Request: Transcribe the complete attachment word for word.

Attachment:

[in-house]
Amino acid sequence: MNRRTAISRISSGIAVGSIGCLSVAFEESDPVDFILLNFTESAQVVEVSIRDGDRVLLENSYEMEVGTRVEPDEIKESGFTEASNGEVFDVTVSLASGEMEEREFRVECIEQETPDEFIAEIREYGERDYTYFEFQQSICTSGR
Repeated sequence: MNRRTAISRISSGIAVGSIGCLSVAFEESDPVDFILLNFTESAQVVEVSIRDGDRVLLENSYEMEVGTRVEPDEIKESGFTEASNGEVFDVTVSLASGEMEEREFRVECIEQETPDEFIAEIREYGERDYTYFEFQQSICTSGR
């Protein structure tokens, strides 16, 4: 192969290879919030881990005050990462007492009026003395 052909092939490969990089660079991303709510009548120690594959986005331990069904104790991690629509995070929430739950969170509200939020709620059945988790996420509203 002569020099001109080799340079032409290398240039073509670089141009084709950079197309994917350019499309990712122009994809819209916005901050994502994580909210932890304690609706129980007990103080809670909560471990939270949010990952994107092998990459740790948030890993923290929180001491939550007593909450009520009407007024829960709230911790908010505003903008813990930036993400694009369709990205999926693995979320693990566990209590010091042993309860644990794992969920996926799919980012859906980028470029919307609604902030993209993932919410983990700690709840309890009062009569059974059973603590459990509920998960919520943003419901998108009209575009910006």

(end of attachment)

[in-house]
Amino acid sequence: MNRRTAISRISSGIAVGSIGCLSVAFEESDPVDFILLNFTESAQVVEVSIRDGDRVLLENSYEMEVGTRVEPDEIKESGFTEASNGEVFDVTVSLASGEMEEREFRVECIEQETPDEFIAEIREYGERDYTYFEFQQSICTSGR
Repeated sequence: MNRRTAISRISSGIAVGSIGCLSVAFEESDPVDFILLNFTESAQVVEVSIRDGDRVLLENSYEMEVGTRVEPDEIKESGFTEASNGEVFDVTVSLASGEMEEREFRVECIEQETPDEFIAEIREYGERDYTYFEFQQSICTSGR
């Protein structure tokens, strides 16, 4: 192969290879919030881990005050990462007492009026003395 052909092939490969990089660079991303709510009548120690594959986005331990069904104790991690629509995070929430739950969170509200939020709620059945988790996420509203 002569020099001109080799340079032409290398240039073509670089141009084709950079197309994917350019499309990712122009994809819209916005901050994502994580909210932890304690609706129980007990103080809670909560471990939270949010990952994107092998990459740790948030890993923290929180001491939550007593909450009520009407007024829960709230911790908010505003903008813990930036993400694009369709990205999926693995979320693990566990209590010091042993309860644990794992969920996926799919980012859906980028470029919307609604902030993209993932919410983990700690709840309890009062009569059974059973603590459990509920998960919520943003419901998108009209575009910006």